From grape to wine

The term vinification indicates the entire process of biochemical transformation that allows transformation from grape to wine. There are different techniques of vinification, with or without skins. Depending on the type of wine being produced, the operations may include blending, alcoholic fermentation, racking, malolactic fermentation, centrifugation and filtration. Red wine is made from the must (pulp) of red or black grapes that undergo fermentation together with the grape skins. White wine is made by fermenting juice which is made by pressing crushed grapes to extract a juice; the skins are removed and play no further role. Occasionally white wine is made from red grapes, this is done by extracting their juice with minimal contact with the grapes' skins. Rosé wines are either made from red grapes where the juice is allowed to stay in contact with the dark skins long enough to pick up a pinkish color (blanc de noir) or by blending red wine and white wine. White and rosé wines extract little of the tannins contained in the skins. All these techniques are defined as physical and allow us to avoid the use of additional chemical substances to achieve the right intensity of colour in white wines. The regulations on the production of organic wines only permit physical clarification with sulphur. 

Clarification aids the hyper oxygenation of white wines, an essential procedure for guaranteeing their stability.At this stage the must is ready for alcoholic fermentation: a crucial moment in the transformation process of must to wine. The temperature reached for the vinification is between 18°C and 22°C for white wines and between 25°C and 28°C for red wines.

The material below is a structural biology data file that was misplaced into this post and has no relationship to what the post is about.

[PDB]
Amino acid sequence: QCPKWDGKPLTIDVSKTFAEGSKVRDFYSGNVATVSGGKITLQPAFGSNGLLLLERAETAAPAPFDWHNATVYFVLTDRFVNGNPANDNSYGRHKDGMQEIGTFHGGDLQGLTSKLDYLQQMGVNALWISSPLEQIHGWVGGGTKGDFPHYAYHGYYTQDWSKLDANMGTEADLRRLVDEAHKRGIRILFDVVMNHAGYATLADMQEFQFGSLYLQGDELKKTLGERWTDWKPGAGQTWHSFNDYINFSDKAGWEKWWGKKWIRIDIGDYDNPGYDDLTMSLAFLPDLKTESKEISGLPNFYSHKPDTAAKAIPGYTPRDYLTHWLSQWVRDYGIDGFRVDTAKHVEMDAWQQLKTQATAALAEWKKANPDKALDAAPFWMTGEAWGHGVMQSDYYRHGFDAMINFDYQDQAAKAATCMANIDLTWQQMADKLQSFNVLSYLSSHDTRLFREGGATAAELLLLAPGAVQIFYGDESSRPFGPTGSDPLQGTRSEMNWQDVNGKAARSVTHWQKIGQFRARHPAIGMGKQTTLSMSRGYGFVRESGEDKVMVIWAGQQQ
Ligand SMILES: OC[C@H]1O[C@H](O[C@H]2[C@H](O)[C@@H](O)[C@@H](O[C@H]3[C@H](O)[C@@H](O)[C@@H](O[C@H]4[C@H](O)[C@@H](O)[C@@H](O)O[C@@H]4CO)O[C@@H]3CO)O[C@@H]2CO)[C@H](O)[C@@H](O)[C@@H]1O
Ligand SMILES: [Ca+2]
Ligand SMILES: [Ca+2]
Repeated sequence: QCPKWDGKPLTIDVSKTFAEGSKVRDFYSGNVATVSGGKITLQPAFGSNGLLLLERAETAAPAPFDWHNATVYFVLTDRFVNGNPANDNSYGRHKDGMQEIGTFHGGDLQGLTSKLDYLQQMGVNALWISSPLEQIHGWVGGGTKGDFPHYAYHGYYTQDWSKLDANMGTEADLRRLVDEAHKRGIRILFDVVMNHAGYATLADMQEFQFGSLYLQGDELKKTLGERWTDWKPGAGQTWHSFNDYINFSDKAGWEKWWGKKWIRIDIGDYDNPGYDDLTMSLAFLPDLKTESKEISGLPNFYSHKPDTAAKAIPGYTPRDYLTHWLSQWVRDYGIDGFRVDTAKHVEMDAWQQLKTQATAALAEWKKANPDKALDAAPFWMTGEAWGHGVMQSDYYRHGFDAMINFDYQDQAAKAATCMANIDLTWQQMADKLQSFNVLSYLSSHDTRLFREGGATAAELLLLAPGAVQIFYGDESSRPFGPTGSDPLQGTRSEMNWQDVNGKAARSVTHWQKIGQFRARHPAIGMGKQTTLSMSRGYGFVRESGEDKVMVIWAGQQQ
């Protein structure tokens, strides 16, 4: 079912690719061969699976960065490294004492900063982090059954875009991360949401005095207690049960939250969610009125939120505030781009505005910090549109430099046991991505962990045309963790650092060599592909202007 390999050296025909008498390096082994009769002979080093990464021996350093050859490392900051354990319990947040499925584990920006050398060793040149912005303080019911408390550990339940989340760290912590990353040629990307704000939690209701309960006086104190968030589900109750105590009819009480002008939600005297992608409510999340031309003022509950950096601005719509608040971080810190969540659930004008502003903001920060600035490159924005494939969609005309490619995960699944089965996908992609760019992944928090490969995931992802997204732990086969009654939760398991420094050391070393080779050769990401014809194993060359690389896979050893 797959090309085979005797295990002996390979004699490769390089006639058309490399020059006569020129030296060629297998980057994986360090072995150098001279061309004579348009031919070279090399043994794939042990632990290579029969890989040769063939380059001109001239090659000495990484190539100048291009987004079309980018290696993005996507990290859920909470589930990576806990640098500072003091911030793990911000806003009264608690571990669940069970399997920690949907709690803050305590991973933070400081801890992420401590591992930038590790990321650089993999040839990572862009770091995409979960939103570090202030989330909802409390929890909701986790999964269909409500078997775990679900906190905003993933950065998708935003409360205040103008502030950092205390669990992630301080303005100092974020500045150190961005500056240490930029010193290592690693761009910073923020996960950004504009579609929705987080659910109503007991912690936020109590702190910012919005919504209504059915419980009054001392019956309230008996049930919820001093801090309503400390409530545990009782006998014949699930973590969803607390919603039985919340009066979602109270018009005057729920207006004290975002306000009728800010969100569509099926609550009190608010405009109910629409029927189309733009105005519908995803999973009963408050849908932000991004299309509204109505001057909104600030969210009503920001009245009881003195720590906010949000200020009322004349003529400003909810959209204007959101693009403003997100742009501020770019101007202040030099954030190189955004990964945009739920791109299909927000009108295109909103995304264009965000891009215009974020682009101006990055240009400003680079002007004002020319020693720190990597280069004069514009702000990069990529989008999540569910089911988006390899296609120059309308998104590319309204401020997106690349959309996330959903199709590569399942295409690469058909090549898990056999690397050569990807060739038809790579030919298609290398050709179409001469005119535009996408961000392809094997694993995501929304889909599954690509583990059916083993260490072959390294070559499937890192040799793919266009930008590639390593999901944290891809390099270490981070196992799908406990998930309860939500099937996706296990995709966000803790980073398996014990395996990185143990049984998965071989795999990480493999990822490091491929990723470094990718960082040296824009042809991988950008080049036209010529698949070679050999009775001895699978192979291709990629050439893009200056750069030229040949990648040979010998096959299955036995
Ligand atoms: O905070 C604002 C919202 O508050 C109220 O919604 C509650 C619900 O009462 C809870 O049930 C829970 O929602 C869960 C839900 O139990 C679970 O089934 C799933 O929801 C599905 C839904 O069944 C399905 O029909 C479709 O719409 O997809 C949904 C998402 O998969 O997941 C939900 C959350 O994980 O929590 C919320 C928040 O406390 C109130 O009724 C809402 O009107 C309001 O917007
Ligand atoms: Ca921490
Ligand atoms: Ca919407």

In the Vinification of white wines after fermentation comes racking. This procedure eliminates the so-called “lees”, separating them from the wine to make it clear. In vinification of red wines, before racking, pumping-over and punching-down must be carried out on the must. These two techniques prevent the fruit debris (that is not separated from the must in vinification on the skins) from depositing on the surface, which would prevent oxygenation of the must. Pumping-over is carried out using a valve located in the lower part of the vat. The valve, once activated, propels the must upwards. Punching-down is done using a mechanical piston. The piston pushes the debris towards the bottom of the vat. When used together, these two techniques allow the must to be mixed with the debris to stop it depositing on the surface. Vinification on the skins (for red wines) combines racking with pressing of the debris.


the process via which the wine achieves its final characteristics. In particular, clarification and filtration allow adequate conditions of stability to be successfully obtained; allowing us to prevent the product from deteriorating once packaged. Blending is the phase that foresees the mixing of various batches or types of product, to obtain a base cuvee, which then undergoes operations of stabilisation, clarification, re-fermentation etc. Flavouring allows us to obtain flavoured wine-based drinks by adding natural aromatic extracts and concentrated fruit juices. The sparkling wine method is an operation that consist of adding sugary substances to the wine, via sucrose or MCR, and with the addition of selected yeasts and fermentation starters within specially designed pressurised vats. Fermentation is induced and has the effect of dispersing the carbon dioxide that forms through the wine, thus obtaining enough pressure to form the mousse.